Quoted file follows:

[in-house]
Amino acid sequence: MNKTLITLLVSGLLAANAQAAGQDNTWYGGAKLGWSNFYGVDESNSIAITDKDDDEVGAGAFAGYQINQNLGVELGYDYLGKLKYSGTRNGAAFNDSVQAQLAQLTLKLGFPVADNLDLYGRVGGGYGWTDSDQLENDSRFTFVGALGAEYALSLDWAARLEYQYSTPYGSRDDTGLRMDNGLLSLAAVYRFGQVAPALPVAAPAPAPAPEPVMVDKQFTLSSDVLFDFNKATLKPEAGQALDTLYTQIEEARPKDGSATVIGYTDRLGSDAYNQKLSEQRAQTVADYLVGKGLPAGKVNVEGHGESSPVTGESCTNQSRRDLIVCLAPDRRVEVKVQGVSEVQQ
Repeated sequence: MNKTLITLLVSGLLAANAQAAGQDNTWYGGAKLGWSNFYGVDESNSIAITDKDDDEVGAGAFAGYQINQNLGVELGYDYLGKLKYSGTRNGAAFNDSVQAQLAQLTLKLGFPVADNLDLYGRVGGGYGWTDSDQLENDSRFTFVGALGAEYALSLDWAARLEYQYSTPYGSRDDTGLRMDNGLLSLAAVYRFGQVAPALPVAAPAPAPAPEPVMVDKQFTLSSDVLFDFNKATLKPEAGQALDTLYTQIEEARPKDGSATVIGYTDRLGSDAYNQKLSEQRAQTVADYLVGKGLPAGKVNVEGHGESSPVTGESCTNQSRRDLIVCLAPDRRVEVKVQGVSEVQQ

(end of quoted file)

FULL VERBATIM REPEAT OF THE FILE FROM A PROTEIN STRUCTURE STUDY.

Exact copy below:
[in-house]
Amino acid sequence: MNKTLITLLVSGLLAANAQAAGQDNTWYGGAKLGWSNFYGVDESNSIAITDKDDDEVGAGAFAGYQINQNLGVELGYDYLGKLKYSGTRNGAAFNDSVQAQLAQLTLKLGFPVADNLDLYGRVGGGYGWTDSDQLENDSRFTFVGALGAEYALSLDWAARLEYQYSTPYGSRDDTGLRMDNGLLSLAAVYRFGQVAPALPVAAPAPAPAPEPVMVDKQFTLSSDVLFDFNKATLKPEAGQALDTLYTQIEEARPKDGSATVIGYTDRLGSDAYNQKLSEQRAQTVADYLVGKGLPAGKVNVEGHGESSPVTGESCTNQSRRDLIVCLAPDRRVEVKVQGVSEVQQ
Repeated sequence: MNKTLITLLVSGLLAANAQAAGQDNTWYGGAKLGWSNFYGVDESNSIAITDKDDDEVGAGAFAGYQINQNLGVELGYDYLGKLKYSGTRNGAAFNDSVQAQLAQLTLKLGFPVADNLDLYGRVGGGYGWTDSDQLENDSRFTFVGALGAEYALSLDWAARLEYQYSTPYGSRDDTGLRMDNGLLSLAAVYRFGQVAPALPVAAPAPAPAPEPVMVDKQFTLSSDVLFDFNKATLKPEAGQALDTLYTQIEEARPKDGSATVIGYTDRLGSDAYNQKLSEQRAQTVADYLVGKGLPAGKVNVEGHGESSPVTGESCTNQSRRDLIVCLAPDRRVEVKVQGVSEVQQ